You can apply to claim your state pension from four months before you reach your state pension age. However, if you can get by without it for a period, the government offers the incentive of higher weekly payments when you do come to claim.
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You do not need to do anything to defer taking your state pension – if you do not claim it, it will automatically be deferred. Those who are already claiming their state pension can also choose to halt their payments and defer for a period, if they can afford to temporarily forgo their money. This can be done by contacting the Pension Service.
The benefits of deferring
The deal you will get depends on when you reached state pension age. If this was on or after 6 April 2016 (so men born after 5 April 1951 and women born after 5 April 1953) you will get an additional 1% of pension for every nine weeks that you defer. If you defer for one year this works out at a little under 5.8% and will see your annual pension of £8,296.60 (assuming you receive the full state pension) boosted by an additional £479 every year.
These figures don’t factor in inflation-linked increases however so you could get more.
Currently the state pension is protected by the so-called ‘triple lock’ which means it rises by the greater of inflation, wage growth or 2.5% every year. However, deferral increases are not protected by this guarantee and only increase in line with the consumer prices index (CPI), the government’s preferred measure of inflation.
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This means that although the state pension rose by 2.5% in April 2017, the uprated portion only rose by 1%.
People who reached state pension age before 6 April 2016, before the new state pension was introduced (so men born before 6 April 1951 and women born before 6 April 1953) get a better deal.
These individuals are entitled to an uplift of 1% for every five weeks that they defer, which takes increases to 10.4% for every full year that they defer. This will boost an annual payment of £6,359.60 (the maximum paid under the old-style basic state pension – increases don’t apply to additional state pension payments) by £661 every year. Again, this figure does not include inflation related increases which may be paid, so you may get more.
In addition to the higher rate of uplift, people that reached state pension prior to 6 April 2016 are also able to take their increase as a one-off lump sum, instead of taking a higher weekly payment. This includes interest paid at 2% above bank base rate, making it a better paying savings plan than most savings accounts.
Does deferral make sense for you?
If you’ll be better off deferring or halting payments ultimately comes down to your age and how long you expect to live.
Steven Cameron, pensions director at Aegon says: “Broadly speaking [if you reached state pension age after 6 April 2016] you would need to live a further 17 years before deferring for one year starts to make sense.”
He adds: “Under the old rate [available to those who reached state pension age before 6 April 2016] it only takes nine years to break even.”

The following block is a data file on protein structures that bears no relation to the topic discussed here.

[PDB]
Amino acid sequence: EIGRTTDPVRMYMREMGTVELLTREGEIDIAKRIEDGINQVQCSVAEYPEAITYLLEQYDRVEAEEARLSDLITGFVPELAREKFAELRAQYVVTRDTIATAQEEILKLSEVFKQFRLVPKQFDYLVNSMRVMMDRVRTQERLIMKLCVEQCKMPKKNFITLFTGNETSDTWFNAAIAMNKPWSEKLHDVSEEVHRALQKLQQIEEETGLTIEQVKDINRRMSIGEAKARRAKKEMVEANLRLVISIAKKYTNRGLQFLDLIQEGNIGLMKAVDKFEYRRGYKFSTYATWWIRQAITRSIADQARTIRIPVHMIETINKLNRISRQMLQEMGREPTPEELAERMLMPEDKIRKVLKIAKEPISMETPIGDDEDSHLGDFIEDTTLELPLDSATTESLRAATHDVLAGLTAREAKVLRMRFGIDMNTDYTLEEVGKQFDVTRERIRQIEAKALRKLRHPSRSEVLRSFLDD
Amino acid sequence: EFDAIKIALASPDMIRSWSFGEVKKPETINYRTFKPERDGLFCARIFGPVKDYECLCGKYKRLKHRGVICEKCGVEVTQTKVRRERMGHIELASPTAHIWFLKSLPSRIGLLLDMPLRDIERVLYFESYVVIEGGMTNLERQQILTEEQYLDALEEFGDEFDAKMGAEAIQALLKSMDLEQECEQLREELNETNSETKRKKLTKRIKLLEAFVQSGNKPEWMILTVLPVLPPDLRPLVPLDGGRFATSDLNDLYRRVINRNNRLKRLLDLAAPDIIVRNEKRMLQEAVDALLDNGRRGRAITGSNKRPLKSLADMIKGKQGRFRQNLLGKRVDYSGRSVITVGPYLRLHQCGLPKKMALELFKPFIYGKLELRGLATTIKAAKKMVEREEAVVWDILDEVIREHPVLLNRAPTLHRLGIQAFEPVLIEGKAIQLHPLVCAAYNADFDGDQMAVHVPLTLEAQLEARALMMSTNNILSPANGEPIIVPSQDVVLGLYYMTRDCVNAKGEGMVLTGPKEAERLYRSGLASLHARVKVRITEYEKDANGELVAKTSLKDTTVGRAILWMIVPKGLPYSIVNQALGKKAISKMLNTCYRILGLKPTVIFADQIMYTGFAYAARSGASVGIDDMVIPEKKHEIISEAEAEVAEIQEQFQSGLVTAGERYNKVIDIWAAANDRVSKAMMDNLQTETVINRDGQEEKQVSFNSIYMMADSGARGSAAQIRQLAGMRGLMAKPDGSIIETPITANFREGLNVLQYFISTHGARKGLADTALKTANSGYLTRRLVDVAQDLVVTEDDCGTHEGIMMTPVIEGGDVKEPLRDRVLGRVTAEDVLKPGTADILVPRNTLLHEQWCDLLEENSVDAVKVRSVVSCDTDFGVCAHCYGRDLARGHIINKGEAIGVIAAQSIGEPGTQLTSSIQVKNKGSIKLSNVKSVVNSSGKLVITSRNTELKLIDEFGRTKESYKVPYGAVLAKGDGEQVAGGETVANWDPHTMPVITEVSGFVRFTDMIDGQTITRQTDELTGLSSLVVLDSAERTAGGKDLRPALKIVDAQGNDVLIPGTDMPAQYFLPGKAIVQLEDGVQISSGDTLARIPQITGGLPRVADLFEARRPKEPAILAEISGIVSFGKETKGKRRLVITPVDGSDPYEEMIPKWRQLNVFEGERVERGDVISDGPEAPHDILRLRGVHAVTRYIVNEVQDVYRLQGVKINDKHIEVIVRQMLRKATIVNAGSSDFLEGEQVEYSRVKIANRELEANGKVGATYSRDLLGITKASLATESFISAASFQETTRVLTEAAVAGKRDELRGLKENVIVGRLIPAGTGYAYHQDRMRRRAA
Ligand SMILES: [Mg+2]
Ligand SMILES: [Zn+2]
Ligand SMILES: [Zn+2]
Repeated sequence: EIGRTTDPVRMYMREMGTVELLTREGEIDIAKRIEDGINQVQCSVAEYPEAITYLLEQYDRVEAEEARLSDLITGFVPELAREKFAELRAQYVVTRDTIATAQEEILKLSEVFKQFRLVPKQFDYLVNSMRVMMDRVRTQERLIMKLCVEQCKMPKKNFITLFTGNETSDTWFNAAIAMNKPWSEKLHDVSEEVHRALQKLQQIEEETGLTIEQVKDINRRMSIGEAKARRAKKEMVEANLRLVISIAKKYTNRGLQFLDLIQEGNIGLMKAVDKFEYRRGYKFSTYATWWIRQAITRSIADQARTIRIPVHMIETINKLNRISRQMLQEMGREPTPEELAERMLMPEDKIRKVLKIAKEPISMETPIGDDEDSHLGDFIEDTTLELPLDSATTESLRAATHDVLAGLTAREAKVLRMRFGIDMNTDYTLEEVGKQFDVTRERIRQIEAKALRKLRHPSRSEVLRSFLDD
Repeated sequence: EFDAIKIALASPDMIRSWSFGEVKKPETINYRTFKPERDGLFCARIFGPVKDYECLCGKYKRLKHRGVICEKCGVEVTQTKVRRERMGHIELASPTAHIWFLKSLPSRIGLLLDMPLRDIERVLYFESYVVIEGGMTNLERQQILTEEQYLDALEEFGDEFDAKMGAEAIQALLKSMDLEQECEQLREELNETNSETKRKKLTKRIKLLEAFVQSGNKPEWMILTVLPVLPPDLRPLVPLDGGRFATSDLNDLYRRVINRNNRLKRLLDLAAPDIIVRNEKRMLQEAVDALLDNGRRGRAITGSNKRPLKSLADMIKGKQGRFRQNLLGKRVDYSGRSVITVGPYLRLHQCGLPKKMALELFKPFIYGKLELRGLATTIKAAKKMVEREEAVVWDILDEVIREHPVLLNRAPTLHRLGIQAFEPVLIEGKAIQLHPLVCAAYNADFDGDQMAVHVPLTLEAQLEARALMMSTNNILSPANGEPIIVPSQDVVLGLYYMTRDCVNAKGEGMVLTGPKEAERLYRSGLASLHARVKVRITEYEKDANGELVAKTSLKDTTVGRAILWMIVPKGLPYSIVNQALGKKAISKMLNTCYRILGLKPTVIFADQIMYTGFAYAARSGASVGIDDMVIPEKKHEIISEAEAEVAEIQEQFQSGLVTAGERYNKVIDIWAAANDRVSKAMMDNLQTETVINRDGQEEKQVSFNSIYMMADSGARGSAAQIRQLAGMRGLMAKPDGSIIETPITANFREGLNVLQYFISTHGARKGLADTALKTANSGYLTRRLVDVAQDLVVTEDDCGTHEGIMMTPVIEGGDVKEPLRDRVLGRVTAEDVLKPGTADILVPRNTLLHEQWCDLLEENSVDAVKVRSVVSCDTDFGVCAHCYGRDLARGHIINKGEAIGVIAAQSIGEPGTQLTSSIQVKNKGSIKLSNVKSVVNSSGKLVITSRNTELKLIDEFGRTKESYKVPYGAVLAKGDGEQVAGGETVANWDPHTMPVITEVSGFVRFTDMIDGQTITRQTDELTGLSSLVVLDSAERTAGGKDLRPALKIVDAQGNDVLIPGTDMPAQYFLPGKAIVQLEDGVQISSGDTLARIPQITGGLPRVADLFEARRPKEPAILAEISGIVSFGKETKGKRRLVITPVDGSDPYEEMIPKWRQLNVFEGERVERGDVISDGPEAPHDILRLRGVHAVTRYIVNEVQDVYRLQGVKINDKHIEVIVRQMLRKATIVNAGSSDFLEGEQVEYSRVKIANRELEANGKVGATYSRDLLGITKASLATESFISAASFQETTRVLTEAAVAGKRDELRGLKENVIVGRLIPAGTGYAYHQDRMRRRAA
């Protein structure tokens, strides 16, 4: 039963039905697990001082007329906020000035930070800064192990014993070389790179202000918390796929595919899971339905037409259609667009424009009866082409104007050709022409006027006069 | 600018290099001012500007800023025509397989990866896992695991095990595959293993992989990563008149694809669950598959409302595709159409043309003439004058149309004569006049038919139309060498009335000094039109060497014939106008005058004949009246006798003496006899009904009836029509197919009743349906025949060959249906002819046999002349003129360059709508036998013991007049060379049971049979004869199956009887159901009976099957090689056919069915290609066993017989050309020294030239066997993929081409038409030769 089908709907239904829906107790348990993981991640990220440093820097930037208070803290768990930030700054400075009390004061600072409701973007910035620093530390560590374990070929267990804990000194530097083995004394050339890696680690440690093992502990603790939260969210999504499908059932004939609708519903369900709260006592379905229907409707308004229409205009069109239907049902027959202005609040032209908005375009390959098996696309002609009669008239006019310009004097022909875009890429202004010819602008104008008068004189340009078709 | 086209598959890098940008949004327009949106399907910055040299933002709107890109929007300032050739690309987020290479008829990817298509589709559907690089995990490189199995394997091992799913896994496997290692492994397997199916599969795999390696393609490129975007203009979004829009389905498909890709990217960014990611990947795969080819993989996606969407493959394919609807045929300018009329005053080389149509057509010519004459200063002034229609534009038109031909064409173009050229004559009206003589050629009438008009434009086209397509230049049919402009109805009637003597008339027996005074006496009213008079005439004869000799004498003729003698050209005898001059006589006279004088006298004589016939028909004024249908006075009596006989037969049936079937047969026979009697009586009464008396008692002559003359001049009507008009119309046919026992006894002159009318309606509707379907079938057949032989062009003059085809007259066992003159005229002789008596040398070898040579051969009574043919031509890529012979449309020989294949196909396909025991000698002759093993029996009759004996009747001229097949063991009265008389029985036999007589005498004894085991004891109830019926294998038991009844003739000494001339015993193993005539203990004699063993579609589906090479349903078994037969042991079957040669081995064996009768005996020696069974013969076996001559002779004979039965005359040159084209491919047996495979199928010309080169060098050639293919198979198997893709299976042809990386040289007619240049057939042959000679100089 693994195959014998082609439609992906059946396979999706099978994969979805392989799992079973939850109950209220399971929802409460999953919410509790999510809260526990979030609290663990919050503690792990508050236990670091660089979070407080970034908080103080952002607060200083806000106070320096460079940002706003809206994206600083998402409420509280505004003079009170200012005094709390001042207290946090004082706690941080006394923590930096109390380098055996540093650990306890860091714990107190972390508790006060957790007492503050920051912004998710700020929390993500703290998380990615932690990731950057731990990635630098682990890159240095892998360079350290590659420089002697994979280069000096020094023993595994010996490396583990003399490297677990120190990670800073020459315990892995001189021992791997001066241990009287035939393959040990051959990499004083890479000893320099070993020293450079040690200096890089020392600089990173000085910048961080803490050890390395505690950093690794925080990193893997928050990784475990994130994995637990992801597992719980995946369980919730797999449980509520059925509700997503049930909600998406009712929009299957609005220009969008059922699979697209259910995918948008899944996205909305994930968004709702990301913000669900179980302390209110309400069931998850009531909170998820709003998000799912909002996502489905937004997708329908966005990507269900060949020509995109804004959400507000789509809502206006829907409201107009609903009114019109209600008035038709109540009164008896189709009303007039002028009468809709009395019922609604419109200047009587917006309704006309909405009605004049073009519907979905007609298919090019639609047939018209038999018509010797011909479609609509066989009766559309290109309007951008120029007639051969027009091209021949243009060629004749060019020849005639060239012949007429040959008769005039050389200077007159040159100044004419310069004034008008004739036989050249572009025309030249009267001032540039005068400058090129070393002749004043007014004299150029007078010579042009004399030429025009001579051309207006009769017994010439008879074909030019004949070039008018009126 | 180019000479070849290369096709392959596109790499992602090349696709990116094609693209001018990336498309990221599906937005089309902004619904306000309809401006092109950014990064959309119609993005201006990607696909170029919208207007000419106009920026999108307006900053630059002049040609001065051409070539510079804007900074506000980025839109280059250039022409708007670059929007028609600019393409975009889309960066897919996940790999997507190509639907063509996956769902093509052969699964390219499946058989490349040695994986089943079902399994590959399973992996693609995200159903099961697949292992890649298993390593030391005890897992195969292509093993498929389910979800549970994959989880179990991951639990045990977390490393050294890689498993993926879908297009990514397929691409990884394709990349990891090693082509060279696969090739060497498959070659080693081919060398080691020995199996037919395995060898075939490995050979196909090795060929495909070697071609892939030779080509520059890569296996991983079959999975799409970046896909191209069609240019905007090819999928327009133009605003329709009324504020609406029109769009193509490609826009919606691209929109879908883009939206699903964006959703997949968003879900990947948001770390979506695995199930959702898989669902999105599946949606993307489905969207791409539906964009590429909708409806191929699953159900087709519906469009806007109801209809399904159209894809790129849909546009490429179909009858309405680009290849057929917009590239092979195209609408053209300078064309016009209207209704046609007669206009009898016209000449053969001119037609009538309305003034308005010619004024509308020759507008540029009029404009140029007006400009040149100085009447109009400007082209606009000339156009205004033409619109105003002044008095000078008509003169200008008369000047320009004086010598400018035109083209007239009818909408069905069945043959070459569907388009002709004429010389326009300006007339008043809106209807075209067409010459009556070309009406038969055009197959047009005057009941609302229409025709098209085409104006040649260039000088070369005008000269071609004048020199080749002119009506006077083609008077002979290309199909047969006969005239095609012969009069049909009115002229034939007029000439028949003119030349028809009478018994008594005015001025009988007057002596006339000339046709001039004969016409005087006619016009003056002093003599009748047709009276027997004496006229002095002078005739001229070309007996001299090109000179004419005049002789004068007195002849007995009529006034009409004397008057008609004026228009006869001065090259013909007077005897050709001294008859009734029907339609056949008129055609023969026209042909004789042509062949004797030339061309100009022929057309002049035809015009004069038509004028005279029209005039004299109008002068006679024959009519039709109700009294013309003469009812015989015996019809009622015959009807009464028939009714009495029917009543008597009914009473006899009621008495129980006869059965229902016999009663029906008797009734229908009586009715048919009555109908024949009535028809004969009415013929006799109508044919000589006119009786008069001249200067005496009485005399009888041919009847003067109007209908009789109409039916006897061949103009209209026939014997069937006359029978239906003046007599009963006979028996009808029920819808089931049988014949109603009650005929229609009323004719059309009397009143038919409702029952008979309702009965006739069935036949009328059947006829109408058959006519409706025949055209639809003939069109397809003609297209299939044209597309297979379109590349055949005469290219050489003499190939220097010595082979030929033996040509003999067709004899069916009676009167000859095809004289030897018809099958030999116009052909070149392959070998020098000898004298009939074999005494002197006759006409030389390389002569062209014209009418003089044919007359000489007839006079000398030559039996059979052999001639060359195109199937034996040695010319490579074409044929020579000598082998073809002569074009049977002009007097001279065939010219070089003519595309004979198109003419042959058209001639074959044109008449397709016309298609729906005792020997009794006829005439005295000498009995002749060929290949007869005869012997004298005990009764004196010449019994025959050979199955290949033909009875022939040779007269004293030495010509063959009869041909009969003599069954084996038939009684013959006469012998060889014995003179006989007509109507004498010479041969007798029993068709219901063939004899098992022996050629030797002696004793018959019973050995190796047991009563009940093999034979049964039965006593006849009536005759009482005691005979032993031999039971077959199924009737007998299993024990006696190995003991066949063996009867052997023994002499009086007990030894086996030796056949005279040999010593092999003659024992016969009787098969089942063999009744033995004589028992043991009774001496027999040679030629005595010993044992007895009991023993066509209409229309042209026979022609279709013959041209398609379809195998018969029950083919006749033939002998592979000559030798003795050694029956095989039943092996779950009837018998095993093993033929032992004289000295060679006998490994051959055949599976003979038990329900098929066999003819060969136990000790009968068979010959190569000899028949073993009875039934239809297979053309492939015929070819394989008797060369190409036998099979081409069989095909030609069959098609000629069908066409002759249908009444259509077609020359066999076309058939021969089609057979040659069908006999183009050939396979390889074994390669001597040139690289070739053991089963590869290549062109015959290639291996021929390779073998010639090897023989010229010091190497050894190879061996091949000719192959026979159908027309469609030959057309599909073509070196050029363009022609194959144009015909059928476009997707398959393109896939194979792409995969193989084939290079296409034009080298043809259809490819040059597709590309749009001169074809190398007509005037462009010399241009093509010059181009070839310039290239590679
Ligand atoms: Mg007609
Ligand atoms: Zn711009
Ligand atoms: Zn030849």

Our examples assume a deferral period of just one year. However, if you defer your state pension for more than one year, it will take longer to recoup the money you’ve given up. According to figures from Fidelity International if you reached state pension age after 6 April 2016 and deferred your state pension for five years, it would take 20.5 years to break even.
You also need to consider whether you are prepared to give up money in the short term on the promise of more in the future.
“It’s a very personal decision,” says Mr Cameron. “It also varies by health for example. Women tend to live longer than men too so they may arguably get a better deal out of it.”
According to the ONS between 2010 to 2012 (the latest figures available) the average life expectancy at age 65 in the UK was 18.2 years for men and 20.9 for women.
This could make deferring state pension a very tempting option if you are eligible for the pre-2016 rate, but less clear cut if you are not.
Richard Parkin, head of pensions at Fidelity International says: “Based on ‘average’ life expectancy it may look like it’s worth doing. But you need to consider is it worth taking the risk?”
You also need to consider when your need for income is likely to be greater – in your 60s, or in your 80s? “On paper, it might look attractive but you may simply decide that you want the money now.”
However, your decision may not just come down to your age and an educated punt on your life expectancy. In the age of pension freedoms, where retirees have more options with regards to how they structure their retirement income, deferring your state pension may give you the opportunity to reduce your tax bill.
Mr Cameron explains: “Your state pension is classed as income from a tax point of view. This means you can use it to keep your income below the personal allowance [£11,500 for 2017/18].”
The same applies if you have a higher level of income or are still in paid employment, adds Mr Parkin. “If taking your state pension now means that you will pay more tax than if you took it in a few years’ time it’s worth considering and could be particularly useful for those who are working beyond retirement age.”
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This article was originally published in our sister magazine Moneywise, which ceased publication in August 2020.
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